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Title: Historical review of the development of medicine and surgery in Malta
Authors: Cassar, Paul
Keywords: Medicine -- Malta -- History
Surgery -- Malta -- History
Surgery, Operative -- History
Plague -- Malta -- History
Issue Date: 1977
Publisher: University of Malta. Faculty of Arts
Citation: Cassar, P. (1977). Historical review of the development of medicine and surgery in Malta. Journal of the Faculty of Arts, 6(4), 206-212.
Abstract: The story of disease and healing in the Maltese Islands begins with the earliest inhabitants of Malta and Gozo about the year 2400 B.C. The most ancient remains of medical interest have been found in the Stone Age temples of Mnaidra, Hagar Qim and Tarxien. The sick resorted to these shrines to pray to the deity to restore them to health and, by way of thanksgiving for recovery from their illness, were in the habit of depositing in these temples small 'ex-votos' of pottery in the shape of diseased parts of the human body. There are examples of a swollen face, an oedematous foot and a torso with a prominent abdomen. That these temples were associated with the healing art is also shown by the figure of the serpent which since very early times has symbolised the art of medicine in the ancient Near East, Egypt and Greece. Pottery objects showing two intertwined coils come from Mnaidra while in the temple of Ggantija in the neighbouring Island of Gozo the figure of a sequent like creature is carved on a large block of stone.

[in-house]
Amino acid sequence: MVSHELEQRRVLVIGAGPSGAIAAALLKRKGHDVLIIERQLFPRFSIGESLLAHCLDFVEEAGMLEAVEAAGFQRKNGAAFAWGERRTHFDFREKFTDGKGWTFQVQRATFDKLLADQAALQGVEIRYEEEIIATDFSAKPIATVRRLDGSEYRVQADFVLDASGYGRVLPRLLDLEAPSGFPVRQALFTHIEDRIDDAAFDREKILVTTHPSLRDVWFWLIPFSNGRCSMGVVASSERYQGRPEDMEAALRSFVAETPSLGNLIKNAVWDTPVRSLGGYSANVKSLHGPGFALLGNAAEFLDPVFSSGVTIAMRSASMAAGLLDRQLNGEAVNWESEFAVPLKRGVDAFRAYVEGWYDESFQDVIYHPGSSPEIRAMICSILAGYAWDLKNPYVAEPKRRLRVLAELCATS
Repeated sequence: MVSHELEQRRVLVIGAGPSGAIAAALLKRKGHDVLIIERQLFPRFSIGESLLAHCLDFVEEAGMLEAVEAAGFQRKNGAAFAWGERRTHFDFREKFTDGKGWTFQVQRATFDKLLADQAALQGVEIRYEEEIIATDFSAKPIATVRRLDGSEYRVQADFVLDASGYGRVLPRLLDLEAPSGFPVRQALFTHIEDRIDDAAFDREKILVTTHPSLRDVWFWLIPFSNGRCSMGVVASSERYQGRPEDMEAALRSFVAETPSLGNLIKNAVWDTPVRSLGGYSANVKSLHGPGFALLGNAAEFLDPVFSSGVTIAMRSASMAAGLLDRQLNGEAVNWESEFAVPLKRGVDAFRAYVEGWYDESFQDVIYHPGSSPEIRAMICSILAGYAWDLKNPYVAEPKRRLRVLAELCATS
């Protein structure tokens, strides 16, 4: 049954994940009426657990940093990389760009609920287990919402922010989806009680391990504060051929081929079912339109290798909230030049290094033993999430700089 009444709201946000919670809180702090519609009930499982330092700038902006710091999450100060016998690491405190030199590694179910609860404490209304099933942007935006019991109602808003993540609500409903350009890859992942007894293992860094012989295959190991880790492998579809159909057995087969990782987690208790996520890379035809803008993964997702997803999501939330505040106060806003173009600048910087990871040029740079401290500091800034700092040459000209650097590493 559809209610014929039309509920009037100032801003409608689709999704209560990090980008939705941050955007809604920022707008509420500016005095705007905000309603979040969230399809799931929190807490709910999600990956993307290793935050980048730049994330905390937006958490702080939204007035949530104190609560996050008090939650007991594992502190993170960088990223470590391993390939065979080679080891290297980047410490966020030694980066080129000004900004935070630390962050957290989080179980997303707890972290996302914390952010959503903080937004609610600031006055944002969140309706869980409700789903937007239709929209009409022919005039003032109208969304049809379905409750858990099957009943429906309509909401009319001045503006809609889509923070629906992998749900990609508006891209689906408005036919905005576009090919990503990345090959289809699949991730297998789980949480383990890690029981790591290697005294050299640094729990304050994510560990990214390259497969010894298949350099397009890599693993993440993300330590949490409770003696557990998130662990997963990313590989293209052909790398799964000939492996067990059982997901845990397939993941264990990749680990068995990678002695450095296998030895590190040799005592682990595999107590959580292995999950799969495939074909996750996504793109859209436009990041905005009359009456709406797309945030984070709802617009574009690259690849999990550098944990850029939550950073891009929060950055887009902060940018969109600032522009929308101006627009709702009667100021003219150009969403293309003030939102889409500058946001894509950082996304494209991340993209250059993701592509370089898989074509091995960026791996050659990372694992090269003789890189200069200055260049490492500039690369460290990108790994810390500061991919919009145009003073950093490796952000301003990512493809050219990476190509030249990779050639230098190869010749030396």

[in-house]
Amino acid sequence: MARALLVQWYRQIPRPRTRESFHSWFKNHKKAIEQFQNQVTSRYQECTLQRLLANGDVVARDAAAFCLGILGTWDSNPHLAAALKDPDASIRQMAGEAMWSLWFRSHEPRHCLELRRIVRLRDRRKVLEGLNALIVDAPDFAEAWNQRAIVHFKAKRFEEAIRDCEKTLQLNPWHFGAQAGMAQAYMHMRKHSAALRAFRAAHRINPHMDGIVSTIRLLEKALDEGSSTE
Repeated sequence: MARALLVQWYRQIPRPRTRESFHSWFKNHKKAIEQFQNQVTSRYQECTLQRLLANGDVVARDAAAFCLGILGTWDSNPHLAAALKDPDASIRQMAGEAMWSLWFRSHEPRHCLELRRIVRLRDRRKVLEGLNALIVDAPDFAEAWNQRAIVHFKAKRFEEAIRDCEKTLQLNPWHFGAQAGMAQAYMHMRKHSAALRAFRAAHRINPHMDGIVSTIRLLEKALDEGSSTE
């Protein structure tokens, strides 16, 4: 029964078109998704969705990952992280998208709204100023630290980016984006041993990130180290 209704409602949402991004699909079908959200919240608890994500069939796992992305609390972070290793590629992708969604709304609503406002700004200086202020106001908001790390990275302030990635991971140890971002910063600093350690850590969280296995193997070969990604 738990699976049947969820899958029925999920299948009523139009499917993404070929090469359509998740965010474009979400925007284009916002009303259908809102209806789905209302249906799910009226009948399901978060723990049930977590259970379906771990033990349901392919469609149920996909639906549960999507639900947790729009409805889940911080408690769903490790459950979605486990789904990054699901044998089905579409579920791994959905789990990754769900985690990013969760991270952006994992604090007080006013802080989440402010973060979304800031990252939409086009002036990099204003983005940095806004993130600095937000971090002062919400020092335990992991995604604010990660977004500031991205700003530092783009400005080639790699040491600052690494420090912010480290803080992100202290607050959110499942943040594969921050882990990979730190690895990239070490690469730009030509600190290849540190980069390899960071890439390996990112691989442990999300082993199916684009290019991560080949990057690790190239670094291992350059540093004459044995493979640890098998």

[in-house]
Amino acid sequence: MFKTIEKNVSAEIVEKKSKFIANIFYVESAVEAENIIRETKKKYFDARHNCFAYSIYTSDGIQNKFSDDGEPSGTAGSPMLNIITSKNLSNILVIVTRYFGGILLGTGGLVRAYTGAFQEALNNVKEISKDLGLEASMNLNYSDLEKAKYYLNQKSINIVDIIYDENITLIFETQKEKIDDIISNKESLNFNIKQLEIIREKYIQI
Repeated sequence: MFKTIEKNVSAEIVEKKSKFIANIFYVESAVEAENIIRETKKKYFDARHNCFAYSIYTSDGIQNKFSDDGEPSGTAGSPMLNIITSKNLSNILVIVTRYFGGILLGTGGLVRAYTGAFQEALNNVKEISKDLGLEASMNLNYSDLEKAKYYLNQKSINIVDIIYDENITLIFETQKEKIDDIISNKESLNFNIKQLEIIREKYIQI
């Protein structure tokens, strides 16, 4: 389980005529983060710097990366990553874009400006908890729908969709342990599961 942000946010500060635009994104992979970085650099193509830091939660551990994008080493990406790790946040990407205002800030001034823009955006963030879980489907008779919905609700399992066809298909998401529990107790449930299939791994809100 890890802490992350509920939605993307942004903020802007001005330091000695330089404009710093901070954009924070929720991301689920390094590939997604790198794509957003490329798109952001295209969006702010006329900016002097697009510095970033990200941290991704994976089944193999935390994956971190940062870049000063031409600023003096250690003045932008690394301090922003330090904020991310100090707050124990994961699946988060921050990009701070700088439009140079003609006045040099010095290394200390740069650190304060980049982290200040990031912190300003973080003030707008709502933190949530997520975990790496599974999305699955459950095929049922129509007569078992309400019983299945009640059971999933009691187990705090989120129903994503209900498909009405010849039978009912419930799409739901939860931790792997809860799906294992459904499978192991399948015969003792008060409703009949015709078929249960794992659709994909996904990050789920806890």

Appears in Collections:Journal of the Faculty of Arts, Volume 6, Issue 4
Journal of the Faculty of Arts, Volume 6, Issue 4

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